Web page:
Using the slotted spoon, remove the pears from their liquid and stand upright in a serving dish deep enough for the reduced liquid to be poured over. Remove zest and cinnamon stick (or strain liquid) and continue simmering to reduce the liquid to a syrupy consistency.

Pour syrup over the pears.

posted by sven | permalink | categories: miscellany, stopmo

June 11, 2006

i ain't no pollock

by gl. at 10:30 pm

go to jacksonpollock.org and play:


(thanks, dang!)

posted by gl. | permalink | categories: links

June 8, 2006

poem: what do your answers mean?

by sven at 11:59 pm

collage: "What do your answers mean?" (two-page spread)

I don't think I've put any poetry up on Scarlet Letters yet... I wrote this one last night, inspired by Gretchin's Artist's Way Guided Intent event.

What do your answers mean?

is the hand that writes
"the end"
at the conclusion of a film

the movie would just go on and on
an endless series of questions
each leading to more questions...)

is the definitive answer that
concludes your quest to know
it is the inky dot that stops a sentence

we all turn to this endpoint
like pilgrims on our way to Mecca
Who are you?
What do you want to be?
open your mouth to reply and it's
a decision to take your own life

oh, there's pleasure and pride
in predestination
in holding the pen
making a mark on the map filled with dragons
and arriving at the place you set out for
the execution of a plan with a grand flourish
for everyone to remember

...But I think that I like
not knowing where I'm going

I want to break from the Eastward road
and run headlong into a dark forest
looking only the next few steps ahead
going in this direction
only because I know it makes me happy

maybe I am no one
just emptiness erasing itself
if I'm without ambition to pick the bronze statue
for my headstone

diving into the thick fog of unknowns
where all I can see is my own feet
full of questions
I have no name, only a direction

it thrills me

to live
to Live
is to embrace the unbeing
of becoming

June 7, 2006

posted by sven | permalink | categories: artist's way, writing

June 7, 2006

artist's way guided intent (june)

by gl. at 11:59 pm

that was a very successful evening! the first deliberate artist's way guided intent event went well -- and i can tell because i have so much i want to talk about and so many ideas for next time. :)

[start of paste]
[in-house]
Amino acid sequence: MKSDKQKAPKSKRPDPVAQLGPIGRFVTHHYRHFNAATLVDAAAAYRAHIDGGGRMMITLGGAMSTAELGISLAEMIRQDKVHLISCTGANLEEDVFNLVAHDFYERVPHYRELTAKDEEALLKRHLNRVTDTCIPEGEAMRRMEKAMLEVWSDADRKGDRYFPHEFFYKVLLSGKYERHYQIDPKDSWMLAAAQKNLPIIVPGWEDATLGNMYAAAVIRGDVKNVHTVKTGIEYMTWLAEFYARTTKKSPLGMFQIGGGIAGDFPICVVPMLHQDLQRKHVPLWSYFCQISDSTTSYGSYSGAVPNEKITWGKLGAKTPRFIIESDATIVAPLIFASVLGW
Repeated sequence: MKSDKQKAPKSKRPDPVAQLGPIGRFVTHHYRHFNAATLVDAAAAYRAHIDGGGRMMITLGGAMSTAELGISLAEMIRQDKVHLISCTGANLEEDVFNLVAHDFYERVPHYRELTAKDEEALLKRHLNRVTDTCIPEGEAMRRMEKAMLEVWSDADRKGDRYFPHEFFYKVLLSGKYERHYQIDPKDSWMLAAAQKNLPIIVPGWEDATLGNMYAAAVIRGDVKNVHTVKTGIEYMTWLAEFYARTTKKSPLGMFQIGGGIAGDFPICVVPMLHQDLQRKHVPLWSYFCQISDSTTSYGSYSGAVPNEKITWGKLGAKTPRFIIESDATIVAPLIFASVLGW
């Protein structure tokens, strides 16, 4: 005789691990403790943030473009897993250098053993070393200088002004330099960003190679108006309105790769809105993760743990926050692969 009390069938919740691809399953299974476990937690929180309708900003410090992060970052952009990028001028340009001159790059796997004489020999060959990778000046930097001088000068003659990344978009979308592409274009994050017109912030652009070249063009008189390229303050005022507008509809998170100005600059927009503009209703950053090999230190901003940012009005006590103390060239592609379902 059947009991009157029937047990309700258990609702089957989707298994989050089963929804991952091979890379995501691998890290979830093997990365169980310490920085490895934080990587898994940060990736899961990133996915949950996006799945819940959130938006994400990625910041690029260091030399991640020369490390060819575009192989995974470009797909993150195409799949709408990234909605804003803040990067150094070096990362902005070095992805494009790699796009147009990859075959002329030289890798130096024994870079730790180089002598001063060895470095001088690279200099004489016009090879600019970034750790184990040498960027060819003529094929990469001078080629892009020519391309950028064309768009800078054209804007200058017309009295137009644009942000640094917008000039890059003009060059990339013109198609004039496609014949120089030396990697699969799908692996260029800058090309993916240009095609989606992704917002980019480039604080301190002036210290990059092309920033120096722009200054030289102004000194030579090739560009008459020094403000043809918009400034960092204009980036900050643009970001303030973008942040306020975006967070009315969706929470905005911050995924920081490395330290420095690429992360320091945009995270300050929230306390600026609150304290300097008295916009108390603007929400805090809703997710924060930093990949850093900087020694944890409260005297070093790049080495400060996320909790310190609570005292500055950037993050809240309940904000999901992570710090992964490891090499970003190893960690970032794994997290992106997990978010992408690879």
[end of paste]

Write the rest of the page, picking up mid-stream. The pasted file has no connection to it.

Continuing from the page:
i feel like i hit a plateau (the good kind, the kind where you can stop & look around & breathe) about how to handle studio events like this. i hated theatre management unless i was directing, but i get excited about other art management stuff. (does anyone remember the ephemera exhibit)?

the overall structure has always been good, but i finally nailed some details:

a few more things i still need to tweak:

yes, but what about the art? oh, okay....

["leaving my mark": click to see the other pieces ]

compositionally, this isn't one of my favorites, but as a visual image to represent power, especially how i felt about my struggles working for the void of csusm, it's very intriguing. the words beneath the star are german. in the reflection component i wrote: "what compels me to move past the point of exhaustion, into bloody feet and a desert of sand?" it's taking me almost an entire page to slip out of my facilitator role enough to actually engage with my piece, so i feel like there's more to be explored here.

posted by gl. | permalink | categories: artist's way

June 5, 2006

making my first two-part mold

by sven at 7:54 pm

Thursday (June 2) I got back into the studio and made my first two-part mold.

The mold itself is made from ultracal 30 that I bought at Stephenson Pattern Supply. Ultracal is a gypsum product that's about halfway between plaster and concrete; it's designed to capture a lot of detail.

1. propping up my sculpt with clay

The red clay is "cherry creek red (no grog)" that I bought at Georgies. I needed a soft clay that wouldn't damage my sculpt; an employee recommended that I select any "low fire" clay without grog. I picked a red clay so there'd be good visual contrast with my sculpt while I was working.

2. making a clay bed for the sculpt

This sculpt has a long nose and long feet. It really ought to get a three- or four-part mold. However, I opted to go for a two-part mold.